Staging A Show

Workers prepare the main stage for the City of Costa Mesa's 60th anniversary bash on Wednesday. (KEVIN CHANG / Daily Pilot / June 26, 2013)

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The press release for Costa Mesa's 60th anniversary celebration contains a quote from Mayor Jim Righeimer noting "the unique place" that Eric Burdon and the Animals hold in the city's history.

"Unique" is a mild way of putting it. And if the Animals get a warm reception when they come back to play in this weekend's celebration, it will be much different than the one they got going out.

In 1968, the English rockers were among the headliners at the Newport Pop Festival, held at the same spot as this week's celebration by Costa Mesa City Hall. It was the year after Monterey, the year before Woodstock and long before rock stars could swing through town without outraging teachers or parents.

The Newport Pop Festival proved so rowdy — by the standards of its time, anyway — that the city's leaders opted not to host a similar event in 1969. In fact, then-Mayor Alvin L. Pinkley declared that he personally "would never again subject our citizens or our police ... to such a gathering again," according to the Los Angeles Times.

But this year, when officials began planning the city's 60th birthday party, they sought at least one performer from the festival 45 years ago. The Animals were the first act to respond, according to public affairs manager Dan Joyce, and so they made the lineup for Saturday night.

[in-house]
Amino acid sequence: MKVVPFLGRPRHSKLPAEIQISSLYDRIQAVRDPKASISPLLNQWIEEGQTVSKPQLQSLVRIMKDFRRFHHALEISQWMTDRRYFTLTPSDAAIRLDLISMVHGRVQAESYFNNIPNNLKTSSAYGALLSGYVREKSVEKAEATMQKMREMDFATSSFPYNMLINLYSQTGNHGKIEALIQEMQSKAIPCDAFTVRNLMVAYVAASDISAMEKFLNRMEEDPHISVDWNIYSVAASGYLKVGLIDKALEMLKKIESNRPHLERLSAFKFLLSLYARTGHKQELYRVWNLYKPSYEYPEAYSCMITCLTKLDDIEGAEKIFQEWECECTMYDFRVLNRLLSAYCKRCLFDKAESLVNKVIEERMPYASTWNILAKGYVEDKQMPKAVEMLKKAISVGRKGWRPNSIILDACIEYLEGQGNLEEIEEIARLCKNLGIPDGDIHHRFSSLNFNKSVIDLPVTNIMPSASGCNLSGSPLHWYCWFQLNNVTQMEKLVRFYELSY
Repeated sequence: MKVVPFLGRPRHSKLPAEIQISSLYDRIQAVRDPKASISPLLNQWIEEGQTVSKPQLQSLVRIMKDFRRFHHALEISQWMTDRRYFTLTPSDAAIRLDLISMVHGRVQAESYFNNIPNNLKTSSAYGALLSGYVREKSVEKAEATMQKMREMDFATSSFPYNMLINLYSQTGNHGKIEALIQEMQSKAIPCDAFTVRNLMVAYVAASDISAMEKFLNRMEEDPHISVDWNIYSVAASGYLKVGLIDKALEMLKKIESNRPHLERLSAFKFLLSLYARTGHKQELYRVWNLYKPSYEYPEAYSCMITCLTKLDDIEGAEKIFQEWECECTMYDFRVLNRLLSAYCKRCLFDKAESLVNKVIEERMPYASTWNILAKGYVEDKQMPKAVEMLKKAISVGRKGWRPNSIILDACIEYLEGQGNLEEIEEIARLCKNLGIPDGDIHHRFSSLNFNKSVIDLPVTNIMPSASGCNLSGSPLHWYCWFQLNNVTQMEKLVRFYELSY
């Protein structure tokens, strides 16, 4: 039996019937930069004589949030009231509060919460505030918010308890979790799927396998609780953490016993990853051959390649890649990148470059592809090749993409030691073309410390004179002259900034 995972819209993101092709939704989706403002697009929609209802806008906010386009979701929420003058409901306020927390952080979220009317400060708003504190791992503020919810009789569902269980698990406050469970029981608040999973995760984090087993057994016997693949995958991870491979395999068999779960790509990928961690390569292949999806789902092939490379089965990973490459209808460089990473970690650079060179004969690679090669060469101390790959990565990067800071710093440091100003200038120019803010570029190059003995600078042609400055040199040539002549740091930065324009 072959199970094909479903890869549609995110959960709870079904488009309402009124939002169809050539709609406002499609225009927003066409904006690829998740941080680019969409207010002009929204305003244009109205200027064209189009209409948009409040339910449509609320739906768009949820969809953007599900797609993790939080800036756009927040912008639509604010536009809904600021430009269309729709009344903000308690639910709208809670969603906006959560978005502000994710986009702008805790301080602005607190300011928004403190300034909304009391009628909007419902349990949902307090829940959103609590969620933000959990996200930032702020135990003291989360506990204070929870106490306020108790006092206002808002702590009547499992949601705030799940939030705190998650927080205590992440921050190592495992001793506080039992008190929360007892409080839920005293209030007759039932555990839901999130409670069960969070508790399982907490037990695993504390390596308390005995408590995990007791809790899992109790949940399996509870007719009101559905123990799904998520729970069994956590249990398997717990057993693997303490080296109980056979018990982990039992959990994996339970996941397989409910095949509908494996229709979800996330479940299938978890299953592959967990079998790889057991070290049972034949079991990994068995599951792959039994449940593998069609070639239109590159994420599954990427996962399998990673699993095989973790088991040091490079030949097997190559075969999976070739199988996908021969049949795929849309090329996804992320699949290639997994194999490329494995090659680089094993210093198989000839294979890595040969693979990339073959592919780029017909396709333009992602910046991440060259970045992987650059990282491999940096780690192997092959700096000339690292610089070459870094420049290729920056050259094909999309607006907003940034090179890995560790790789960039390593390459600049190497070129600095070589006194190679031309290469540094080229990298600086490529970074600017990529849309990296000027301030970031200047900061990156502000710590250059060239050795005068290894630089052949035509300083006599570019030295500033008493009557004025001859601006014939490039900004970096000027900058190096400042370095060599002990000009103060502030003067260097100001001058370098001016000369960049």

"We're trying to have a mix of six decades of music, something for everybody," Joyce said. "That kind of filled our '60s window."


England's finest?

That window may offer a gentler view than in 1968. While The Times reported that the festival resulted in few arrests or complaints, critic Digby Diehl panned the event and directed some of his harshest words at Burdon, whose onstage presence he viewed as an example of rock deteriorating into savagery.

"Perhaps even Eric Burdon's setting off a smoke bomb during [a] performance of 'Sky Pilot' is a reasonably amusing gag," he wrote. "But Burdon rolling off the stage, pouring beer over his head, smashing into the electric piano, and dragging girls out of the audience for impromptu dancing as he did at Newport, is another matter."

How does Burdon feel about that performance today?

"It was pretty insane," he said by email Tuesday. "To me, it was up close and chaotic. ... Everything was so up close and personal, I couldn't see what was happening in the larger picture."

Does he plan a similar performance in 2013? That would be a definite "no."

"Obviously, I have no plans to fall off the stage or pour beer over my head," Burdon said. "Let's be honest, I don't think that my audience today expects a performance like this from me.

"Back then, I was expressing the experience of the hippie movement. Something that may seem cool when you are 20-something doesn't mean that's something you would do in your 70s."

Whatever outrage they may have caused in Costa Mesa, there's no question that Burdon and the Animals are major figures in rock history. The band's 1964 hit "House of the Rising Sun," which cast a traditional ballad in a hard, bluesy arrangement, is considered a folk-rock milestone, and hits like "We Gotta Get Out of This Place" and "Don't Let Me Be Misunderstood" remain classic rock radio staples.

Burdon, the band's only remaining original member, got a shimmering endorsement a few years ago from "The New Rolling Stone Album Guide," which declared that "England never produced a finer singer" than the Animals frontman at his best.


A trailblazing woman

Given the multitude of acts onstage at the three-day festival, though, it's a likely guess that every visitor will have his or her favorite.